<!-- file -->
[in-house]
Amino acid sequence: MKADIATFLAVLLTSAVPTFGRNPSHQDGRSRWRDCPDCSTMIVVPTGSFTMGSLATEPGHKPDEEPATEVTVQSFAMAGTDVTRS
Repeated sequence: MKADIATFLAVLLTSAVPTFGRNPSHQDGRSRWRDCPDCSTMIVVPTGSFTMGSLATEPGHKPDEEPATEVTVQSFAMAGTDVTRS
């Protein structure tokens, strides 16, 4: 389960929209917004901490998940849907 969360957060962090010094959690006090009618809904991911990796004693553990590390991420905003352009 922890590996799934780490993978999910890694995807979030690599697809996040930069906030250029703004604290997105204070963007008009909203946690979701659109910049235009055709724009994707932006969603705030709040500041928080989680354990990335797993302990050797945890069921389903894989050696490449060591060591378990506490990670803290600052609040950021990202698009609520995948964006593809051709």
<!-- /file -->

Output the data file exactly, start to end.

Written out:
[in-house]
Amino acid sequence: MKADIATFLAVLLTSAVPTFGRNPSHQDGRSRWRDCPDCSTMIVVPTGSFTMGSLATEPGHKPDEEPATEVTVQSFAMAGTDVTRS
Repeated sequence: MKADIATFLAVLLTSAVPTFGRNPSHQDGRSRWRDCPDCSTMIVVPTGSFTMGSLATEPGHKPDEEPATEVTVQSFAMAGTDVTRS
């Protein structure tokens, strides 16, 4: 389960929209917004901490998940849907 969360957060962090010094959690006090009618809904991911990796004693553990590390991420905003352009 922890590996799934780490993978999910890694995807979030690599697809996040930069906030250029703004604290997105204070963007008009909203946690979701659109910049235009055709724009994707932006969603705030709040500041928080989680354990990335797993302990050797945890069921389903894989050696490449060591060591378990506490990670803290600052609040950021990202698009609520995948964006593809051709």